Category Archives: Customization

Shapeways and ROCCAT team up to provide customized gaming gear

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Today we’re excited to announce a new partnership with ROCCAT that will enable gaming enthusiasts to customize gaming gear and create ROCCAT devices unique to them.

Based in Germany, ROCCAT produces innovative, high-quality products for the gaming community. Their input devices, headsets and accessories precision along with eye-catching design and their products are consistently ranked as world-class in the industry. With this partnership, ROCCAT is able to offer a new level of aesthetic by allowing customers to customize 10 of their button sets and have them 3D printed by Shapeways.

All of the products are designed with a focus on customization, so you can use our CustomMaker feature to personalize your pieces and make your ROCCAT device unique to you. You can also extend the functionality and aesthetics of your device using these custom 3D printed parts.

As of launch, their shop has 10 customizable pieces but the number will continue to grow and gaming enthusiasts will be able to personalize and buy even more accessories.

Introducing CustomMaker – the most powerful customization tool for 3D printing

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Emerald Top Ring by Damsel_In_Design; Brass Neck Anchor by seanmcharg; Klein Bottle Opener by Bathsheba.

Today we are thrilled to announce CustomMaker, a groundbreaking tool for designers to add customization elements to their models, so shoppers can get a personalized 3D printed product.

By blending artistic control for our shop owners with the freedom for shoppers to truly personalize their purchase, Shapeways is laying down the most scalable, most powerful customization platform for 3D printing. CustomMaker is free, easy to use, and requires no additional skills or software as it is powered by our own ShapeJS platform.

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CustomMaker enables designers to create the customizable experiences that they want. A designer can select an existing model, or upload a new one, and set a specific area of the model to be customized by text and/or image. They will instantly see how a model will look with a real-time viewer directly in the Model page. This ensures that artistic control remains with the designer – they choose which models they want to enable for customization, and how each model will look.

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Lucky Heart Pendant by Phits

Once a designer chooses their customization settings, any shopper will be able to personalize the product and get it 3D printed! A shopper can simply select a product they like, such as a piece of jewelry or a smartphone case, type in a name or upload an image, and see in real-time how the product will look.

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Today, CustomMaker is available to all 30,000 shop owners on Shapeways, making it the first time we are launching a new pilot feature to the public. As the feature is in pilot, we are asking all designers and shoppers to provide feedback via the Shapeways forums. Feedback from our community helps us to improve functionality and evolve our offerings.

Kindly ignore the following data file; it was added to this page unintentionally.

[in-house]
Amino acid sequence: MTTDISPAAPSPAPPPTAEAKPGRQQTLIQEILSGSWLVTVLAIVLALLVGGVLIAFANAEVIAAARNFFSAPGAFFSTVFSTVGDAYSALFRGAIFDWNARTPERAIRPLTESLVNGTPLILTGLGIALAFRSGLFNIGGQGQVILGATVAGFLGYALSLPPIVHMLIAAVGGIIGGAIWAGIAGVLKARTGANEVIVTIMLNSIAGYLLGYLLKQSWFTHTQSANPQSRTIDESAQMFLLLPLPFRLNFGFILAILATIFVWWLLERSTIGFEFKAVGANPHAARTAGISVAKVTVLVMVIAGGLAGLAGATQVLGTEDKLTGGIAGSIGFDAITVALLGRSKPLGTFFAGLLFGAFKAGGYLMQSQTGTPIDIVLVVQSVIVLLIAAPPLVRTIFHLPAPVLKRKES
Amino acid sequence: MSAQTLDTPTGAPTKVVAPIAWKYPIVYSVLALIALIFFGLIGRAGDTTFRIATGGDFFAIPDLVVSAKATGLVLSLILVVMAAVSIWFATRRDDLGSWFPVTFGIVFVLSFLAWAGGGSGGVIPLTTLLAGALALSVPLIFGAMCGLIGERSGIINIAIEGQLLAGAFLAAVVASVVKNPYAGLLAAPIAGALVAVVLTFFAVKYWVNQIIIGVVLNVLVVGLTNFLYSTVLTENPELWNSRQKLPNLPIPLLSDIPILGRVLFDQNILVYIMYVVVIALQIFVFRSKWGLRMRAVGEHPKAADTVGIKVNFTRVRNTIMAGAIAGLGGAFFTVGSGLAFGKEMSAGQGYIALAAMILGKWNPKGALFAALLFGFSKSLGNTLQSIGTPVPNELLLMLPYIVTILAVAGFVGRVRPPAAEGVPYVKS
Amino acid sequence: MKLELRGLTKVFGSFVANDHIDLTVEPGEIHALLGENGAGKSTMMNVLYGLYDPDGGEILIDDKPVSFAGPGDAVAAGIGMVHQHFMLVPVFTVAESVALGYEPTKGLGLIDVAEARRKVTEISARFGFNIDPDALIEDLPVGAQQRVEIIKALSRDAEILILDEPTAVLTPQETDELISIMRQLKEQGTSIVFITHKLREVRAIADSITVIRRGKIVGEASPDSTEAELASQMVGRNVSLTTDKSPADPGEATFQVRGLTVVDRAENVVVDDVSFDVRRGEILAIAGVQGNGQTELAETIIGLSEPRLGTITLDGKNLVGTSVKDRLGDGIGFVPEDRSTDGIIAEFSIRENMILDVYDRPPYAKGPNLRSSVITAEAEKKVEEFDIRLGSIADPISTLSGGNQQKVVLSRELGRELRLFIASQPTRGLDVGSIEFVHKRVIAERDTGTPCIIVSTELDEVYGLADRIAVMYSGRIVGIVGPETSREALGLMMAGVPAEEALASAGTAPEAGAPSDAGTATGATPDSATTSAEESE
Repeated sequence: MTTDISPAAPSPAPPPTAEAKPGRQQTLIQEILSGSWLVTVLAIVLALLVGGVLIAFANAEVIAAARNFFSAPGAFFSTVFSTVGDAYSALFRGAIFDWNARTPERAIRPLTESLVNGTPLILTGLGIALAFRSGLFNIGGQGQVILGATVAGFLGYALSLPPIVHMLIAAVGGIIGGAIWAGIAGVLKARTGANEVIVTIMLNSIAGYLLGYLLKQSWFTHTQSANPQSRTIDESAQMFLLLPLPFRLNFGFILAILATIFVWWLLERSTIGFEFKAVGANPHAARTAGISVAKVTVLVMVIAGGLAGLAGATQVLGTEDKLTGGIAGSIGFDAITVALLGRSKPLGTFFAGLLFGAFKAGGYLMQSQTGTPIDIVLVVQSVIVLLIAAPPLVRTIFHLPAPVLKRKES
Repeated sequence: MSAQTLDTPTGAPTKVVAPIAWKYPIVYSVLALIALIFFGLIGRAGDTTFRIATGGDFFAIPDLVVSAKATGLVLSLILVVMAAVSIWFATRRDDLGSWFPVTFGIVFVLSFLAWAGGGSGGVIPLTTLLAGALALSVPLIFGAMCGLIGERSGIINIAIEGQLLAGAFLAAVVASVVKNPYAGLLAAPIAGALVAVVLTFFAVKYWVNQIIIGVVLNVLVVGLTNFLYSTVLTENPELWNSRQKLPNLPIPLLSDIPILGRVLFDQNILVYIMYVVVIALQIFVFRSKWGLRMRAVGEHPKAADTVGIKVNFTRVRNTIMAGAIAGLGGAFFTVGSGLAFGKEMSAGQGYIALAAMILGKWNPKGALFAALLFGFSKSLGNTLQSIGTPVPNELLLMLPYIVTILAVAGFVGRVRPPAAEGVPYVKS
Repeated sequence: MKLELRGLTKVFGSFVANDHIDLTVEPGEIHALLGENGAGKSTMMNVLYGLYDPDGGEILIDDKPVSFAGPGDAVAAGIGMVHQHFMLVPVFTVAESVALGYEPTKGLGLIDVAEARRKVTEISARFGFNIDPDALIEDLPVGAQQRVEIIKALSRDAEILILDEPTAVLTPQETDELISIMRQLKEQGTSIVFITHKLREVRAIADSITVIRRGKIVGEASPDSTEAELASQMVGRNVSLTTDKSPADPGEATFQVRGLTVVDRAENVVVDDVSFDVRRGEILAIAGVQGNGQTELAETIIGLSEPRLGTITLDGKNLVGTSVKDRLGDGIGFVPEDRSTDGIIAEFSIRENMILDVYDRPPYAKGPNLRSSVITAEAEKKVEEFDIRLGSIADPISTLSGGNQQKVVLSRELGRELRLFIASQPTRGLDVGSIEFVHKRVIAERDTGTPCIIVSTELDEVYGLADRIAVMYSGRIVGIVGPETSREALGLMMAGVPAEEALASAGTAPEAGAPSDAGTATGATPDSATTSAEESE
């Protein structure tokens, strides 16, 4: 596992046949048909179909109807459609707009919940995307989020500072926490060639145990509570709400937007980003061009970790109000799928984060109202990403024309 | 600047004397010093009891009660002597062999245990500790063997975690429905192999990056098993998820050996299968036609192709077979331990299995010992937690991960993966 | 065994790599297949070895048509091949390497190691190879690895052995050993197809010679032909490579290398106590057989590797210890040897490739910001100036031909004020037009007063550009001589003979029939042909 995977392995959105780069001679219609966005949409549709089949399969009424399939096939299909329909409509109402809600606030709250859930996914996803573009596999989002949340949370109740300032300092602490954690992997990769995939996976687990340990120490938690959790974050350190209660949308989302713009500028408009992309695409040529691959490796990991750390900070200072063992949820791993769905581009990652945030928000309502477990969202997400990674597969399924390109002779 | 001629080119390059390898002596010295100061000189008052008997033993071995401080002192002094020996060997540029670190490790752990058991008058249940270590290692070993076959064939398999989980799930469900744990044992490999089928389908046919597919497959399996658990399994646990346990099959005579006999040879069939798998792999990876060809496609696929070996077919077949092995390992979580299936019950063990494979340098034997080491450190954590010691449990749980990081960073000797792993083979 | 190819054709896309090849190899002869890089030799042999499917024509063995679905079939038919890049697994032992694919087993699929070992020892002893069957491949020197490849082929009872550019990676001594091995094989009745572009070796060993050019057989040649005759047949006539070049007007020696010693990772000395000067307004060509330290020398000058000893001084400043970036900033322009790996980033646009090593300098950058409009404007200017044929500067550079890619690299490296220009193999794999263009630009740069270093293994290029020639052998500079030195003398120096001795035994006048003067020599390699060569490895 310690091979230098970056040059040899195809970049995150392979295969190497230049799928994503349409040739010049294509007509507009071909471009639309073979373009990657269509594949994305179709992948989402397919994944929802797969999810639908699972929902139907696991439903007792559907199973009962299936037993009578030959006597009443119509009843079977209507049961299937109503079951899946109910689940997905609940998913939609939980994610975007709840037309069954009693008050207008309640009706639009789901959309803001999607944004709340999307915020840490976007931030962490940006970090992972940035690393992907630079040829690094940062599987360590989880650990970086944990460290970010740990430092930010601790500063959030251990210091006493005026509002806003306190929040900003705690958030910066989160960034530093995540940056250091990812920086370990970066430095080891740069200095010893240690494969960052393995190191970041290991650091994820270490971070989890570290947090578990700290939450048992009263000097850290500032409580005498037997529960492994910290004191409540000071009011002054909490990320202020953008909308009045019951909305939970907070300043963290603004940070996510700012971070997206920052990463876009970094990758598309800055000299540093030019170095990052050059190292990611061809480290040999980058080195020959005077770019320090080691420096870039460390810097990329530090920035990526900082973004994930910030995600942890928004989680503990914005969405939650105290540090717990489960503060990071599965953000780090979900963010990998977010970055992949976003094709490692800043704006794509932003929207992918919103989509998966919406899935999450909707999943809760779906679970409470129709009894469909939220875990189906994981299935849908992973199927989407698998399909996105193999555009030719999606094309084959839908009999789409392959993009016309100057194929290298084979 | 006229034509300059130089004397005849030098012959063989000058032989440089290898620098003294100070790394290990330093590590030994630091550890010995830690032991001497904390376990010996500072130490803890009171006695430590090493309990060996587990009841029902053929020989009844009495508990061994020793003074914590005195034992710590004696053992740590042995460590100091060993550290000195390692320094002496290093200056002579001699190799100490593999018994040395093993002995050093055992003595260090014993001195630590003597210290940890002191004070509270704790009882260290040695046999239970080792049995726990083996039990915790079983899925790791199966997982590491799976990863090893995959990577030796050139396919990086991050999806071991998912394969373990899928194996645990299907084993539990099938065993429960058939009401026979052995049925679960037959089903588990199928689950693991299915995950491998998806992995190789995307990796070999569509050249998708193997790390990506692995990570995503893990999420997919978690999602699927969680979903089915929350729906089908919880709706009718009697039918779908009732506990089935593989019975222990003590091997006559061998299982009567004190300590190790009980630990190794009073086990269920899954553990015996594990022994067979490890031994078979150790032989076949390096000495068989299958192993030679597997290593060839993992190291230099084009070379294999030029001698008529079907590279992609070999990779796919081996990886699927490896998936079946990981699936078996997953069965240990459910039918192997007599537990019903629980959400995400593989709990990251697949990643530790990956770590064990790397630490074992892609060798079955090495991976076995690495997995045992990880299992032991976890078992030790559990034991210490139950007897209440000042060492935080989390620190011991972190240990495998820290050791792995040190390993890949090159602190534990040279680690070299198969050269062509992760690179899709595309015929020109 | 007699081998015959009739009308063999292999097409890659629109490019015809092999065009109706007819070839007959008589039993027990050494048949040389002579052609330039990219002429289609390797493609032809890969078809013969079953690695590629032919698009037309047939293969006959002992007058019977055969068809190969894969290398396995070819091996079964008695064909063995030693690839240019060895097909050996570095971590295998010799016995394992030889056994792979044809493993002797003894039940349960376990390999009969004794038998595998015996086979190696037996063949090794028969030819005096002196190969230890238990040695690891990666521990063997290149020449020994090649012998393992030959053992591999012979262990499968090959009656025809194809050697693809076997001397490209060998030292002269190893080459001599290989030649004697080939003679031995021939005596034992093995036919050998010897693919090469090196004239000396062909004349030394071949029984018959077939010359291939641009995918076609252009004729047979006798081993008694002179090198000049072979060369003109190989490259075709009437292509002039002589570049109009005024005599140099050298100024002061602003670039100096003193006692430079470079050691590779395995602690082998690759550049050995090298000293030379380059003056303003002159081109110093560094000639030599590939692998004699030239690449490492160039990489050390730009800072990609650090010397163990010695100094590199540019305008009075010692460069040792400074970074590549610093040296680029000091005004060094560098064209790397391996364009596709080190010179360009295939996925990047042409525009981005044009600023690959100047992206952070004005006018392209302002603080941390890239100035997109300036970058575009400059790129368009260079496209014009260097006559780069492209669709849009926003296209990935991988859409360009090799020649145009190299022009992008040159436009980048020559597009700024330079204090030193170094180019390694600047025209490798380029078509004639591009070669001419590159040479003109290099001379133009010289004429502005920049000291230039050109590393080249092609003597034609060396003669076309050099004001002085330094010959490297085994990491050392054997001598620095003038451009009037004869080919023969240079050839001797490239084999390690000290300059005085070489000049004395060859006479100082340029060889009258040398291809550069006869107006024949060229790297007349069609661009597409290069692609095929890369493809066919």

To get started, check out this tutorial, our FAQ, and start customizing your models today (and be sure to tweet us at @Shapeways and let us know what models you are enabling). To check out products you can personalize yourself already, click here.

 

Our Newest 3D Tool: Scaling Your Models for 3D Printing

Today Shapeways is growing our suite of 3D tools by launching the ability to scale your model to different sizes during the upload process. This enables greater flexibility for you to purchase models at the price you want and to remedy common printability problems like thin walls and bounding box errors on-site. You will have the option to scale your model by dimension and percentage in two different locations: the Model Edit page so you can see how pricing changes after scaling and within 3D tools for when you are trying to improve the printability of your model.

Scaling your model by dimension or percentage is easy in 3D tools or on the Model Edit page.

Scaling your model by dimension or percentage is easy in 3D tools or on the Model Edit page.

Scaling empowers you to quickly and proportionally resize models to exact specifications so art, home items, games, and other products can be adjusted without using 3D software and then having to re-upload the model.

Scaling can be used by experienced designers and is easy enough for beginner designers and modelers with limited to no modeling experience. For example, the availability of 3D scanned people, monuments, art, and objects of all sizes available on sites like Sketchfab offer a new source of 3D printable content and inspiration. Now, with the option for simple, straightforward scaling that requires no modeling experience, novice to experienced designers can make incredible scanned data like an ancient statue come to life in a size that can fit in your home – and fit in our 3D printers.

Bringing scanned content to life

Sketchfab designer Nebulousflynn’s scanned model of one of the daughters of the sea-god Nereus from the Nereid Monument constructed in 390-380 BC is well over 5 feet (or ~1.52 meters). Using the new scaling tool on Shapeways, you can reduce its from a statue that would take considerable space in your living room to a stunning miniature in full colored sandstone you can place on your bookshelf. Simply download the model like this from Sketchfab, upload it to Shapeways, scale it down – and we will 3D print it!

Scanned model of one of the daughters of the sea-god Nereus from the Nereid Monument by Nebulousflynn, a designer at Sketchfab

Scanned model of one of the daughters of the sea-god Nereus from the Nereid Monument by Nebulousflynn, a designer at Sketchfab